Just how are black Americans faring today? The answer depends largely where you look - at the suburbs where increasing numbers of middle-class blacks live, or at the inner city where many African-Americans remain trapped in poverty, bad schools, and despair.
The question has been highlighted by the release of a new report by the Milton S. Eisenhower Foundation. It marks 30 years since the Kerner Commission, appointed by President Johnson, trumpeted its famous finding of a nation "moving toward two societies, one black, one white - separate and unequal." That forecast is happening, according to the Eisenhower study.
Do its conclusions overstate the facts, or simply identify them? Views all too easily flow along old liberal-conservative fault lines.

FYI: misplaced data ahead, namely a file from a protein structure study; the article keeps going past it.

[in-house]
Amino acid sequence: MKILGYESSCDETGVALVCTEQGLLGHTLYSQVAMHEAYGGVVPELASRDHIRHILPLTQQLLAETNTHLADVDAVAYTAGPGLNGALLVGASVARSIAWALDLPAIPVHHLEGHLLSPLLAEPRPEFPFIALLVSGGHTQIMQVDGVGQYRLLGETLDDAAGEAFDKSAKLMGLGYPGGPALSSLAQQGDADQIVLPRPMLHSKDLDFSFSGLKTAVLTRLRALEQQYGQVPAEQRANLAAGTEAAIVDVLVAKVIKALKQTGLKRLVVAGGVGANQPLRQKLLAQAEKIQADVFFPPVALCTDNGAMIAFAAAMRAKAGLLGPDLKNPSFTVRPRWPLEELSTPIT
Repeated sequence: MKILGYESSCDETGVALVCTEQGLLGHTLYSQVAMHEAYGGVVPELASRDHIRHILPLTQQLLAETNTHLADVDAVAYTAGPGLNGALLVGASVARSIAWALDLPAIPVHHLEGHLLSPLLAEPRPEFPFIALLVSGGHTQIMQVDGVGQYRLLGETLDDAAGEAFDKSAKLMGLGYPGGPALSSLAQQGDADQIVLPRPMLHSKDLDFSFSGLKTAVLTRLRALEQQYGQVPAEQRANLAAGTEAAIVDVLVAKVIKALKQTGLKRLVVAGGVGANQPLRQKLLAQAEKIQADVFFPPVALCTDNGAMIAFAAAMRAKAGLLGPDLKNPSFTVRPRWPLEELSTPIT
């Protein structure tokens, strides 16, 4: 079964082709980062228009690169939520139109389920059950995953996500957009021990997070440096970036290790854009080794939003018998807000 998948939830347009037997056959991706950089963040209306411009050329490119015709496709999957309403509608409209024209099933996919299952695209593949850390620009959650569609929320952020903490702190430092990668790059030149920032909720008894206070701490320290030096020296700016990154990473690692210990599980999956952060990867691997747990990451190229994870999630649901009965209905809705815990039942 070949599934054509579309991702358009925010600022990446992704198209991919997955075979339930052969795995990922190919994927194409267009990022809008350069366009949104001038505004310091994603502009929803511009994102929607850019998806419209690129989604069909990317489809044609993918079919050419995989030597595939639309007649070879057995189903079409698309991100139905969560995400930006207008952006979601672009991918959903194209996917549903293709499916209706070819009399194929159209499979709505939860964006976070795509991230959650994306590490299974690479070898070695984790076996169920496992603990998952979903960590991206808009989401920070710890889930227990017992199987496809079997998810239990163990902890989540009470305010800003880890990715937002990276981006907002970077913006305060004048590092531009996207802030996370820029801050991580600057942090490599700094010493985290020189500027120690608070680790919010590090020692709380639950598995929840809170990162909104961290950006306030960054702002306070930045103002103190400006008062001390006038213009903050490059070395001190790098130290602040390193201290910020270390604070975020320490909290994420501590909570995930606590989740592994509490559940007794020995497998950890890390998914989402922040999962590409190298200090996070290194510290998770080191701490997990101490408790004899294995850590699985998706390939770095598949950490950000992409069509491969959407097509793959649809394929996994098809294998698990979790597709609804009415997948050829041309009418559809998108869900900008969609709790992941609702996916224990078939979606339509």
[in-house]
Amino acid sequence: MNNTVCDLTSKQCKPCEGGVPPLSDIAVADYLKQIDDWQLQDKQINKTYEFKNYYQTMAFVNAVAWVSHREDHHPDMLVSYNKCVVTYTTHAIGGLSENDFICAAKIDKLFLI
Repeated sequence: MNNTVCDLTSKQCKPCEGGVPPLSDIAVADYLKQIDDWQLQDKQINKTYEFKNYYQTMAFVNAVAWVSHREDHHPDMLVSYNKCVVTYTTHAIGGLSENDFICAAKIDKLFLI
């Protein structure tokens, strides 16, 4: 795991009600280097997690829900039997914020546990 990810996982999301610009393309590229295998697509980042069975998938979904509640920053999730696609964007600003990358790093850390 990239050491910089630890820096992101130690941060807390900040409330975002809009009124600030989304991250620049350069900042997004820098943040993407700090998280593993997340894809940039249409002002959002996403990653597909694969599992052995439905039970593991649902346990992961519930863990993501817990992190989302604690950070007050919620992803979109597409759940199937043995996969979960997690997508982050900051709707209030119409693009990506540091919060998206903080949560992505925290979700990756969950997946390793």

More to the point, today's America presents a decidedly mixed picture. On the positive side, more blacks than ever are completing high school and moving on to college. African-Americans contribute greatly to the nation's life, holding positions of authority and prominence.
On the negative side, far too many black children get deficient educations. Far too many black youths end up in prison. And unemployment is rife in many inner cities, despite the economic boom being experienced by most Americans.
These conditions are an inadequately addressed priority for the United States. The Eisenhower report strikes a strong note by pointing to early education and mentoring programs that can brighten the lives of urban youth and calling for their replication across the country.
We second that, as should all Americans.